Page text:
She spent the fourth year with Indian students who were not Bengali. They were Telugu, Maharashtrian, Tamilian, Bihari. This secular bunch were from the sciences and engineering. They sat around an apartment that three students shared and watched a new Hindi film featuring Salman Khan. Monica did not find the jokes in the film very funny and let her mind drift to her last Durga Puja in Calcutta, when she and her best friend Joyoti had sat in Maddoq Square checking out boys in their shiny new kurtas and churidars. They had driven around the southern neighborhoods, stopping to eat puchka at one or two places, and finally ended up in Jodhpur Park where the bottleneck traffic jams forced them to get out and walk. The lights were even more dazzling that year than usual. Peacocks displayed their fans along the street. The blue and green colors lit up the skies like permanent streaks of lightning. The idols, dripping in gold and silk, were almost too much to bear. The city had put on display its most ostentatious side, as if it were a farewell for Monica. The throng of people who pushed and pulled to get a better glimpse of the goddess and the rhythmic crescendo of dhaaks pounding had made Monica’s head spin. Compared to the sensory overload of that night, there was nothing here in America to even hold her attention.
Still, Monica felt that in Michigan she had found snow and peace. On quiet winter nights, she turned the lights off in her small studio apartment and stared out at the hazy skies. The snow kept falling and falling until it covered everything—the yard, the winding driveway, the rooftops, the cars. It made no sound, unlike the lashing monsoon rains of her childhood. She watched it accumulate and imagined it covering up the uneven, damaged parts of her brain. It was only when she was among Indians that she felt the stirrings of a familiar restlessness, something almost akin to fear.
This year, her fifth, instead of seeking Indians, she chose simply to stay with her American friends from the English department. The best thing about them was they all liked to read. There were books everywhere in the house Peter shared with his roommate. The American students always had bigger homes, proper furniture, and many books. Monica was envious. She missed her books back home and her mother. It was Ashtami after all, the middle and most important day of the puja. Ma would wake up early and put on a new white cotton sari with a crimson border, and make her way downstairs for anjali. She would stand patiently with her head bowed, listening to the priest chant slokas in Sanskrit and, on cue, join the others to hurl her flower petals at the goddess. Tonight, she would call Monica to tell her she missed her. She would say that everyone in the building asked about her even though Monica knew it was not true. She would beg her to go to Detroit the following weekend, ten days after the real puja ended, to attend the fake festivities with people she didn’t know. “You should go, try to make some new friends, meet some Bengali men,” she would say. Monica would sigh deeply and hang up the phone, wondering what she would say if she knew about James.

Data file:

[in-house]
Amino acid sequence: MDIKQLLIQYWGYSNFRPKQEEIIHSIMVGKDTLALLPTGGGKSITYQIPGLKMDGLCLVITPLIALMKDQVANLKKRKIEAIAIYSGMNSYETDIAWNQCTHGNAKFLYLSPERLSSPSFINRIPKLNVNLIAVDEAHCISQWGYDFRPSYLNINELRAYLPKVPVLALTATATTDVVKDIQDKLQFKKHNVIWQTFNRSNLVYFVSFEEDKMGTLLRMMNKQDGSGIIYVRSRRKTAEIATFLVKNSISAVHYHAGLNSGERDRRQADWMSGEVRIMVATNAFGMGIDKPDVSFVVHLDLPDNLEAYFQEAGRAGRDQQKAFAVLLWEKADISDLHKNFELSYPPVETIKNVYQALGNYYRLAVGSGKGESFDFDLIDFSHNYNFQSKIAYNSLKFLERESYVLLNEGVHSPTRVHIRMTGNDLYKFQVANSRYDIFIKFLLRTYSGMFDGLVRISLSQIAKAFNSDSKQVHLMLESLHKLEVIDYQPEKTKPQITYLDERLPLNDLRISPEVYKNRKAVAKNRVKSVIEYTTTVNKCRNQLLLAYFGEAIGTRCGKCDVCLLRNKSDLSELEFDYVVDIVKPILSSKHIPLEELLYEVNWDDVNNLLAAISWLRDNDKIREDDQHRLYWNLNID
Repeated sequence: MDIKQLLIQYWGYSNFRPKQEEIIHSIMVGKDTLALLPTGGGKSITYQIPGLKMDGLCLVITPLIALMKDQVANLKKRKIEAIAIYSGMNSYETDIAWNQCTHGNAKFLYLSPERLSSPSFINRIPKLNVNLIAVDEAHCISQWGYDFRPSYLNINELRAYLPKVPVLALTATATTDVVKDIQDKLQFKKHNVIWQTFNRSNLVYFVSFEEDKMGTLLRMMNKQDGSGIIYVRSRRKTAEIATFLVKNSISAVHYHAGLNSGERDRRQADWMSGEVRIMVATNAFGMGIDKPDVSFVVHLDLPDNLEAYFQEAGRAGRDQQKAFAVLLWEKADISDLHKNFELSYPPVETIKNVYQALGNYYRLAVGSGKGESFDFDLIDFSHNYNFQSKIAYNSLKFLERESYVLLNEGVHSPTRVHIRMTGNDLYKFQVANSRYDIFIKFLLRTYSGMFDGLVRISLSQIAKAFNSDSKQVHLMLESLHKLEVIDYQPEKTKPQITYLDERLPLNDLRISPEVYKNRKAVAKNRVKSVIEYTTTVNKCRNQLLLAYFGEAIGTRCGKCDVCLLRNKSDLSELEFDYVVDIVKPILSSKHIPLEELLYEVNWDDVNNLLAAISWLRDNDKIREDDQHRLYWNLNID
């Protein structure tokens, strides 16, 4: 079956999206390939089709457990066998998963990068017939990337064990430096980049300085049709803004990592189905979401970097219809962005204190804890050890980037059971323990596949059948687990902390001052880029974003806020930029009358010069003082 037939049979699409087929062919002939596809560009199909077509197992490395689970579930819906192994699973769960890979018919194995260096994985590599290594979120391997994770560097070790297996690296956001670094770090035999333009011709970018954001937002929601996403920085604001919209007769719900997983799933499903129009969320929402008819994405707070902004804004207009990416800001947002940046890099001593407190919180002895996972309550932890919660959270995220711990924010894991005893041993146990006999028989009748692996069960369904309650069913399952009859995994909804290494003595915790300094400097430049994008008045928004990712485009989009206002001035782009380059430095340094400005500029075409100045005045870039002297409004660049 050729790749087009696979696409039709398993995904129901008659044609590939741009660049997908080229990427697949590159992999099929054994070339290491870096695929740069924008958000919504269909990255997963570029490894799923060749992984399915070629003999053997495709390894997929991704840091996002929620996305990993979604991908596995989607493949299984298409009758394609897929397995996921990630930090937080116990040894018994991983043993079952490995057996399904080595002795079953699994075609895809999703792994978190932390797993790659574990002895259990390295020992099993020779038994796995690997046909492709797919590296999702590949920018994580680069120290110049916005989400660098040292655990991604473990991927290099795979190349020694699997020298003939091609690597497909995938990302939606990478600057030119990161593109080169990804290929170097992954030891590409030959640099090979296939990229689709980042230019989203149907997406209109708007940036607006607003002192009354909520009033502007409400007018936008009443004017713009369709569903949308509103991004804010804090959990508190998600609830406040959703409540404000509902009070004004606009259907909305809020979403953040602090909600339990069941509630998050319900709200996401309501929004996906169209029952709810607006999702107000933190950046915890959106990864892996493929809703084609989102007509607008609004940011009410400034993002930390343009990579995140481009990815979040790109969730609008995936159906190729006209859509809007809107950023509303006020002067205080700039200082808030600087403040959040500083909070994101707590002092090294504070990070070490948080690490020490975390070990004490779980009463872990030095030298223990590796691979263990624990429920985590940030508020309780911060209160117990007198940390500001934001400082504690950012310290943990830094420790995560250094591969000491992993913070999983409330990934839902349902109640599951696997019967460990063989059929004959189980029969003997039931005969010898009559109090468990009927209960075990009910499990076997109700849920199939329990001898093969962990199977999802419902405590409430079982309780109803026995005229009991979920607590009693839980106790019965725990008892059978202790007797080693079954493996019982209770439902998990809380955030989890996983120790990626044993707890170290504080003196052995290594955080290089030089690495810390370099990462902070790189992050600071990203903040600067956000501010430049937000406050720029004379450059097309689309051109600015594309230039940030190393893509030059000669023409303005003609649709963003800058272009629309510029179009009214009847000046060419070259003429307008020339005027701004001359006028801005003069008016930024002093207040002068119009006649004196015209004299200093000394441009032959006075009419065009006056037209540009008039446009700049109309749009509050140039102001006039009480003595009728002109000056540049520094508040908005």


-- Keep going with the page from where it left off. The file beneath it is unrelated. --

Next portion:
She walked into Peter’s kitchen to get a glass of water. The American kitchens were so charming with their wood floors and rustic dining tables. She wished they had those back home so the whole family could have sat down and talked to the housewives as they cooked. Then cooking might not have been so isolating for the women.